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Home » Clinical Trials » Why patient-centred trials lead the way in developing treatment

Professor Fai Ng

Director, CRF-UCC

Professor Barry Plant

Consultant Respiratory Physician and Clinical Lead, Respiratory Medicine, CUH

Professor Sinead Harney

Consultant Rheumatologist, CUH

Dr Frances Shiely

Director of Education, CRF-UCC

Leveraging academic and clinical expertise centred on patient involvement can draw forth better clinical outcomes and more effective, innovative treatments.

As the incoming director of the Clinical Research Facility at University College Cork (CRF-UCC), Professor Fai Ng believes there is a huge opportunity to develop the centre’s research infrastructure, with people from all sectors at the core.

Benefits of patient-centred trials

As Professor of Rheumatology and former Director of the NIHR Newcastle CRF, Ng underlines the importance of staff, Principal Investigators (PIs), industry partners and patients working together. He believes that CRF-UCC has the potential to become country-leading in Ireland, and internationally, as researchers develop new therapies.

The facility is co-funded by the Health Research Board and the College of Medicine and Health and can thus leverage academic and scientific excellence alongside clinical expertise across all medical specialties.

“Clinical trials are important if we want to develop new and better medicines, but there are economic benefits as well,” adds Ng, who takes up his new post on April 15.

Clinical trials for revolutionary drugs

The facility has an established track record in developing treatments in all therapeutic areas from laboratory through clinical trials. For instance, from its initial work with the cystic fibrosis (CF) drug ivacaftor in 2011, it has continued to engage with clinical trials, including with ETI (elexacaftor-tezacaftor-ivacaftor) for CF, explains Professor Barry Plant, Consultant Respiratory Physician, Clinical Director for Medicine and Director of the Adult Cystic Fibrosis Centre at Cork University Hospital (CUH).

“These new CF drugs are transformative and revolutionising patient care,” he adds. Several CF patients being treated at CUH are involved in trials with new drugs and studies. Many participated in the CFMATTERS trial assessing how best to use intravenous antibiotics for infections in CF patients.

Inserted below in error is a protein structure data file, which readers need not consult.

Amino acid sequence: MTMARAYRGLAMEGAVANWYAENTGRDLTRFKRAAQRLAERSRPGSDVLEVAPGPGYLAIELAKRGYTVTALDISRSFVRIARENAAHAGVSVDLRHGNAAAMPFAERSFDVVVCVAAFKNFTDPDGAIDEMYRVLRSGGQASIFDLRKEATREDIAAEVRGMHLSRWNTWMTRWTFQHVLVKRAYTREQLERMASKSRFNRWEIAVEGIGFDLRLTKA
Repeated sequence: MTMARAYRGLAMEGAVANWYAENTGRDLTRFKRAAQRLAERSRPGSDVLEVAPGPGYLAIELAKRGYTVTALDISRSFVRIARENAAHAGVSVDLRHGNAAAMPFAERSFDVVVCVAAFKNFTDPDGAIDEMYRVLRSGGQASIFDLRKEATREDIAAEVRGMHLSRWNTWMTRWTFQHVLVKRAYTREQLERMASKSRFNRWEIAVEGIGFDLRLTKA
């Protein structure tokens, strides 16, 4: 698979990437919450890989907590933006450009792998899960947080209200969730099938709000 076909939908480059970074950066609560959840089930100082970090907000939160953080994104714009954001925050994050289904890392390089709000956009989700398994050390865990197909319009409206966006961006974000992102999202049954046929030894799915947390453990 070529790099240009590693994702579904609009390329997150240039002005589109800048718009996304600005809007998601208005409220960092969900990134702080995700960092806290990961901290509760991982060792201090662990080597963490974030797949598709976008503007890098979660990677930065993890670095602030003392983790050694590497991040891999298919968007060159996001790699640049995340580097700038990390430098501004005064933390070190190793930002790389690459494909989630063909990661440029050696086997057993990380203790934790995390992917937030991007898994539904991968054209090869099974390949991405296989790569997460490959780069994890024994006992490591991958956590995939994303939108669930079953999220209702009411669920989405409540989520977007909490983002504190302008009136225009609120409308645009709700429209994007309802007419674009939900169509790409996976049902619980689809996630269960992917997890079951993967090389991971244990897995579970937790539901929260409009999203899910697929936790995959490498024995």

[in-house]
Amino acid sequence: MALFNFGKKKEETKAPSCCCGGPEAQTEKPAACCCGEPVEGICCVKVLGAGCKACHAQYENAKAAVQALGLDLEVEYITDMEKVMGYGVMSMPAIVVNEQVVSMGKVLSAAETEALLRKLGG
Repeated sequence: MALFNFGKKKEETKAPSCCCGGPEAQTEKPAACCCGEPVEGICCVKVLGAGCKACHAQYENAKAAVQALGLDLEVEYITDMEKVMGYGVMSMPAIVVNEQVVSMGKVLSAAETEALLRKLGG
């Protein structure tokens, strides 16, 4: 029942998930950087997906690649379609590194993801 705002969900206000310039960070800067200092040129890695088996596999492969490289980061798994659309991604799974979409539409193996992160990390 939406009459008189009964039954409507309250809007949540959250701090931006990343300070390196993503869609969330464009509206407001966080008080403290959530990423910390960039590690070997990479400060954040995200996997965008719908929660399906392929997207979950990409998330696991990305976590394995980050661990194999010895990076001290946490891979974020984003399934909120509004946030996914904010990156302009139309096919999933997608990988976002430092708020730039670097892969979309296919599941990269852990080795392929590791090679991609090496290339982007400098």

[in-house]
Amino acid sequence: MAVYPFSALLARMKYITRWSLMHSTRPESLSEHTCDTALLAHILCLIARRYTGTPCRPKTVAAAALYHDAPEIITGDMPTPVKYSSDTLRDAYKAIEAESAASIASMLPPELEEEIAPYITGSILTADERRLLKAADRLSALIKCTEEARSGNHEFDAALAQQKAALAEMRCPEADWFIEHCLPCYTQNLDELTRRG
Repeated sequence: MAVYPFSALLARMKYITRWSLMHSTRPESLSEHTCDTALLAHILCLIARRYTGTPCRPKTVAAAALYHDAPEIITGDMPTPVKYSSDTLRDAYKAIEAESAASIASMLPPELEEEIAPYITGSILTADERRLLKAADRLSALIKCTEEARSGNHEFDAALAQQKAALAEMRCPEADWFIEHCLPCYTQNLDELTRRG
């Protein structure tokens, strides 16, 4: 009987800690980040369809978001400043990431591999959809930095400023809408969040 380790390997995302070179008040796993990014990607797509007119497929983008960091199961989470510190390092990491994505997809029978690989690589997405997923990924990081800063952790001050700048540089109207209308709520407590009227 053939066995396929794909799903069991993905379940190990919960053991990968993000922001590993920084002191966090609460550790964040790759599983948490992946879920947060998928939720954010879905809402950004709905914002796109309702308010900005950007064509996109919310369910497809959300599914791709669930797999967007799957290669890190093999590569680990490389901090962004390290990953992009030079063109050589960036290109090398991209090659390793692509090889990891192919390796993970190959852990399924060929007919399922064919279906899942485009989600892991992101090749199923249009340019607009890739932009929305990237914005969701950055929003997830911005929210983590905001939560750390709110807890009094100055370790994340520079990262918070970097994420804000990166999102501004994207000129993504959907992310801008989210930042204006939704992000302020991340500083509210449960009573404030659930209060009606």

Professor Plant explains telehealth and telemedicine approaches have also been supported to expand options for care delivery. His group is working with European bodies on these initiatives and looking at new ways of microbiology sampling to minimise cross-contamination and infection risk for patients, using next-generation bronchoscopy.

These new CF drugs are transformative and revolutionising patient care.

Professor Barry Plant

Patient-focused research

The CRF-UCC endeavours to deliver an infrastructure that enables busy academics and clinicians to conduct high-quality clinical research by providing access to expert staff including research nurses and statisticians, plus support around governance and ethics, and a patient-centred research environment

Professor Sinead Harney, Consultant Rheumatologist at CUH and Honorary Clinical Professor at UCC, highlighted how CRF-UCC has enabled her to remain active in clinical trials and address ongoing ‘unmet needs’ for rheumatology patients.

She is PI in Cork for the IDEA-FAST study that covers 14 other European countries investigating fatigue across inflammatory and neurodegenerative conditions. Other research areas include psoriatic arthritis and lupus.

Relevant outcomes for patients

Dr Frances Shiely, Director of Education at the CRF, says patients are playing increasing roles in clinical trials. “Twenty years ago, we used to do trials on patients,” she says. “Now, we do trials with patients.”

Patient and Public Involvement (PPI) sees patients working with researchers on trial design, recruitment, communication and dissemination of study findings ranging from new drugs to community-based interventions. There is also a move towards more decentralised clinical trials.

PPI leads to better-quality, more efficient trials with better recruitment and design, delivering more relevant outcomes for patients. “You can only do that when you work with the patients,” adds Dr Shiely.

Clinical trials previously involved patients as passive subjects. Today, trials engage with patients as active collaborators. This shift empowers patients, fostering a deeper partnership between researchers and those with lived experiences.

The CRF also offers a postgraduate certificate, postgraduate diploma and master’s degrees in clinical trials (online) and conducts funded research projects to create inclusive clinical trials, plus training and education on increasing involvement in underserved groups.

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